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Abstract from Article

Theologico-political Federalism: The Office of Magistracy and the Legacy of Heinrich Bullinger (1504-1575)
Andries Raath & Shaun de Freitas

Published: Westminster Theological Journal, 63 (2001), 285-304, USA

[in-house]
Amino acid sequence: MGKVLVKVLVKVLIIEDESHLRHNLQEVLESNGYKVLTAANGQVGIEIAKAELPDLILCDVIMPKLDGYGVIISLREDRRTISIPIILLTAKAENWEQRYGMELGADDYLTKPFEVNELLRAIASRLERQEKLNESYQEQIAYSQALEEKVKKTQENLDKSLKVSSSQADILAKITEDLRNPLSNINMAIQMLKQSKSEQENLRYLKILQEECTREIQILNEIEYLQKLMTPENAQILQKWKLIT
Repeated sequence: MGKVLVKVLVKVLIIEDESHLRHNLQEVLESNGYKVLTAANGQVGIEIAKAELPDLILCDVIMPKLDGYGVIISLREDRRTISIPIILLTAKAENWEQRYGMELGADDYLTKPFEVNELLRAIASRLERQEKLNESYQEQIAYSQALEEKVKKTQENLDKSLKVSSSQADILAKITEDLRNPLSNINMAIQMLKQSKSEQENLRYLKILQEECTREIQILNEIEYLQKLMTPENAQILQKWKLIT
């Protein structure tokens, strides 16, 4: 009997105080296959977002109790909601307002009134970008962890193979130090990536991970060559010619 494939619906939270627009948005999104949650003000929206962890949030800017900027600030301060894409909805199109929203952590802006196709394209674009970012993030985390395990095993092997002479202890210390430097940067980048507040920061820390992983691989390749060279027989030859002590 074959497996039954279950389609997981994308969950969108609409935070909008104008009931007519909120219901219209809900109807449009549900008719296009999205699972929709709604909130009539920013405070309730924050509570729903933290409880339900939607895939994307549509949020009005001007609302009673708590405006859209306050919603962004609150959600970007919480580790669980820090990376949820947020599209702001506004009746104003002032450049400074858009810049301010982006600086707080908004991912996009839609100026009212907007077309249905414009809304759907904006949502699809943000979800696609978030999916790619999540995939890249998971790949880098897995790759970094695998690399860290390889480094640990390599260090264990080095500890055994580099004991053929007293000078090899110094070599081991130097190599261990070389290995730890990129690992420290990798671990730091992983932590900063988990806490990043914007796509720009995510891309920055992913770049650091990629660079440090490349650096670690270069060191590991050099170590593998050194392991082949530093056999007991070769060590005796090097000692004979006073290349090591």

The latter part of the fifteenth and sixteenth centuries witnessed a tremendous growth of monarchical power in almost every part of Western Europe. Royal power grew at the expense of other institutions, whether parliaments, free cities, or clergy. Political power, which had largely been dispersed among feudatories and corporations, was seated in the hands of kings, who were the beneficiaries of increasing national unity in political systems. The most pervasive form of political thought in the sixteenth century was the conception of a sovereign as the fountainhead of political thought. This notion was supported by jurists under the influence of imperial law and the extreme papalists. The opening years of the sixteenth century thus saw absolute monarchy on a secular basis as the prevailing type of government in Western Europe. Over and against the upcoming phenomenon of secular sovereignty, Heinrich Bullinger (1504-1575), in the first half of the sixteenth century, formulated the framework for theologico-political federalism in Reformed circles. The idea of the covenant and its formulation by Bullinger as a political concept in the sixteenth century, developed parallel to the upcoming wave of secular power in Western Europe, and proved to be one of the most important driving forces of the modern era. Together with the rise of sovereign nation states, the need for a theory which could explain the power and extent of the sovereign’s power on a secular foundation gained in importance. The work of the French lawyer and statesman Jean Bodin (1530-1596) was intended to provide for this need. There were, however, two fundamental ideas which Bodin produced, which inspired Reformed thinkers like Johannes Althusius (1557?-1638) and Samuel Rutherford (1600-1661) to respond to the upcoming notions of secular sovereignty: firstly, the notion that sovereignty is a power over citizens and subjects, itself not bound by laws, and secondly the idea that sovereignty entails essentially the power to make laws for all subjects in general without the consent of anyone else, superior, equal, or subordinate, and that all other features of sovereignty are, in the final analysis, included in this power of legislation–in other words, sovereignty is the power of uncontrolled legislation, and through legislation sovereignty exercises itself. The idea of theologico-political federalism formulated by Bullinger was developed by Reformed thinkers in Europe (Althusius) and Scotland (Rutherford) into a powerful tradition of limited government; it shifted the political focus from secular sovereignty to the Reformed idea of office limited by law, and transferred the emphasis from unlimited government to magisterial power subject to the law of God. Ultimately the idea of the covenant and its formulation as a political concept gave rise to the development of the federal tradition in law and political systems. Heinrich Bullinger’s formulation of the idea of the covenant, in the sixteenth century, proved to be one of the most important driving forces in shaping the political tradition of Western Europe in the modern era.

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